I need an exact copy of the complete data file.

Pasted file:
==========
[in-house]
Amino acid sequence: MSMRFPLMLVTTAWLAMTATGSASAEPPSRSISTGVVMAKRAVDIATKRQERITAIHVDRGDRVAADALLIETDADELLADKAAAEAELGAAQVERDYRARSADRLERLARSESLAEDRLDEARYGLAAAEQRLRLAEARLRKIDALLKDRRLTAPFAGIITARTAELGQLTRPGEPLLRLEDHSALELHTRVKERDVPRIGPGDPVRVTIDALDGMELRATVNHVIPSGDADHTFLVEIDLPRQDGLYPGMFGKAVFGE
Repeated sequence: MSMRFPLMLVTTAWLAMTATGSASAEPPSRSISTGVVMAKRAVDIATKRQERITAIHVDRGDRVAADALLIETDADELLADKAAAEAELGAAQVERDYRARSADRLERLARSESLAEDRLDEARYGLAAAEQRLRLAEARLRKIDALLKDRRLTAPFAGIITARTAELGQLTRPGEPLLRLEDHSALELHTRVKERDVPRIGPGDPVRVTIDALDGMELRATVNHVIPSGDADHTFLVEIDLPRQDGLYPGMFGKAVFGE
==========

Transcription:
[in-house]
Amino acid sequence: MSMRFPLMLVTTAWLAMTATGSASAEPPSRSISTGVVMAKRAVDIATKRQERITAIHVDRGDRVAADALLIETDADELLADKAAAEAELGAAQVERDYRARSADRLERLARSESLAEDRLDEARYGLAAAEQRLRLAEARLRKIDALLKDRRLTAPFAGIITARTAELGQLTRPGEPLLRLEDHSALELHTRVKERDVPRIGPGDPVRVTIDALDGMELRATVNHVIPSGDADHTFLVEIDLPRQDGLYPGMFGKAVFGE
Repeated sequence: MSMRFPLMLVTTAWLAMTATGSASAEPPSRSISTGVVMAKRAVDIATKRQERITAIHVDRGDRVAADALLIETDADELLADKAAAEAELGAAQVERDYRARSADRLERLARSESLAEDRLDEARYGLAAAEQRLRLAEARLRKIDALLKDRRLTAPFAGIITARTAELGQLTRPGEPLLRLEDHSALELHTRVKERDVPRIGPGDPVRVTIDALDGMELRATVNHVIPSGDADHTFLVEIDLPRQDGLYPGMFGKAVFGE